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Davis Mountains State Park to close for construction

Written by , published August 22, 2013

TH080534

Davis Mountains State Park in West Texas will close for six months following Labor Day weekend to upgrade the park's utility system and add six new miles of trails.

The closure, which is scheduled for September 3 to March 1, will include the park's campgrounds, trails, and interpretive center. Indian Lodge, the park's hotel, and Black Bear Restaurant will remain open during the closure.

The closure is timed to avoid the busiest season of summer, but will impact the busy periods of October and Thanksgiving, says Tommy Cude, park superintendent.

"While we're not excited about being closed, we're going to do as much work as we can during that time to improve the park," Cude says.

The primary reason for the closure is to overhaul the park's septic systems, which were built in 1960 and have become unreliable.

"We are always experiencing some issues with at least one or two sites, and so the intent is to minimize the number of systems we have and minimize the issues and upgrade the facilities to meet today's standards," Cude says.

While closed for utility upgrades, the park will take advantage of the opportunity to address other projects. Those include upgrades to the bathrooms and dead-tree removal. The park will also complete construction of a new bird-viewing area.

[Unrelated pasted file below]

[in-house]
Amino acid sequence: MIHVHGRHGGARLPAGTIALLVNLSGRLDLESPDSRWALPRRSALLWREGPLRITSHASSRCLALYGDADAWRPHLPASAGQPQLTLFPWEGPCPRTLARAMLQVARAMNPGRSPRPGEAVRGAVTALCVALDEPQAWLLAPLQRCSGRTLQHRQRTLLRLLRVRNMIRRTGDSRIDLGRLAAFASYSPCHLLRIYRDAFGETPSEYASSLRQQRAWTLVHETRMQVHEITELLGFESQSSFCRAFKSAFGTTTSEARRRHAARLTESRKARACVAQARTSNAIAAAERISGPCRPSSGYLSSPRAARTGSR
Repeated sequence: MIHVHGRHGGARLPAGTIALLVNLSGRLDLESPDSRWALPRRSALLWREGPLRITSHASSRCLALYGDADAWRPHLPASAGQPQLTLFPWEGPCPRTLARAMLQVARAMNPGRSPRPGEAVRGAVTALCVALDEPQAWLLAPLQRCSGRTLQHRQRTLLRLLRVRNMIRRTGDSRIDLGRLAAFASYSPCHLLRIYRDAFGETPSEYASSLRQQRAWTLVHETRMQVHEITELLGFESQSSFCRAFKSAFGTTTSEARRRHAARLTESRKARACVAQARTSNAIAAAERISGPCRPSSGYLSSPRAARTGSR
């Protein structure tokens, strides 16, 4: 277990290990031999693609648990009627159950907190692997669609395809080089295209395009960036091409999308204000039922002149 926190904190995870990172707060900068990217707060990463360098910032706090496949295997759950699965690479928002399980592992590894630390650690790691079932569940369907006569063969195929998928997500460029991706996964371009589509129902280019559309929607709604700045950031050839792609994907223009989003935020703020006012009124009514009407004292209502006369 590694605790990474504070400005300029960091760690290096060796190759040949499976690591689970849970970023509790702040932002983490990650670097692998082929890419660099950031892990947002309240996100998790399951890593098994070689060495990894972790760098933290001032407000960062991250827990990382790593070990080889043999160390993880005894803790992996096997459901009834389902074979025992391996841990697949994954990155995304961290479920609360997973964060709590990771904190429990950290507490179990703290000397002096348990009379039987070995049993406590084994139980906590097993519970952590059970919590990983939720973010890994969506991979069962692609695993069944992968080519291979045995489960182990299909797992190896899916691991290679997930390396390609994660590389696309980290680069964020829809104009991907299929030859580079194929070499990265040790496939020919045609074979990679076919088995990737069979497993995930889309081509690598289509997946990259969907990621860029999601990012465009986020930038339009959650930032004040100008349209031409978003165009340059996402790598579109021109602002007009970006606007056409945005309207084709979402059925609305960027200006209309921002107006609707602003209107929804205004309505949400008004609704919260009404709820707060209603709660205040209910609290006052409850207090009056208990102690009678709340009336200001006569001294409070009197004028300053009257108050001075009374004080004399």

The trail enhancements include improvements to about 6.5 miles of existing trails in the Limpia Canyon primitive area to make them more accessible to mountain-bikers. The park is also adding six new miles of trail"”dubbed the Sheep Pen Canyon Trail"”circling the top of a mountain at about 5,800 feet in elevation.

"Our intent is to have it usable for hikers, bikers and horses," Cude says. "It's really going to expand our mountain-biking opportunity, because right now we have one trail dedicated for mountain bikes and it's 1.7 miles long."

The Sheep Pen Canyon Trail will bring the park's total trail mileage to 26 and will also include the addition of about five new primitive campsites on the mountain.

Indian Lodge at Davis Mountains State Park.

"You can have a nice spot on the mountain," Cude says. "It's going to be a phenomenal experience for people."

Robert Alvarez, executive director of the Fort Davis Chamber of Commerce, says the park's closure could make a temporary dent in area tourism, but the park improvements will be worth it. The closure coincides with the slow season for tourism, Alvarez says.

"Over the winter, folks don't camp out here very much. This is the best time to do it," he says. "We may be dropping a little bit in camping and tourism for the next six months, but I have no doubt that will double or triple that back when they're finished."

Most winter visitors interested in camping in the region head to the Big Bend National Park area, where it's too hot for camping in the summer, Alvarez says.

For those interested in camping in the Fort Davis area during the park's closure, alternatives include the Overland Trail CampgroundMacMillen RV Park, Crow's Nest Ranch, and RV sites at the Prude Guest Ranch.

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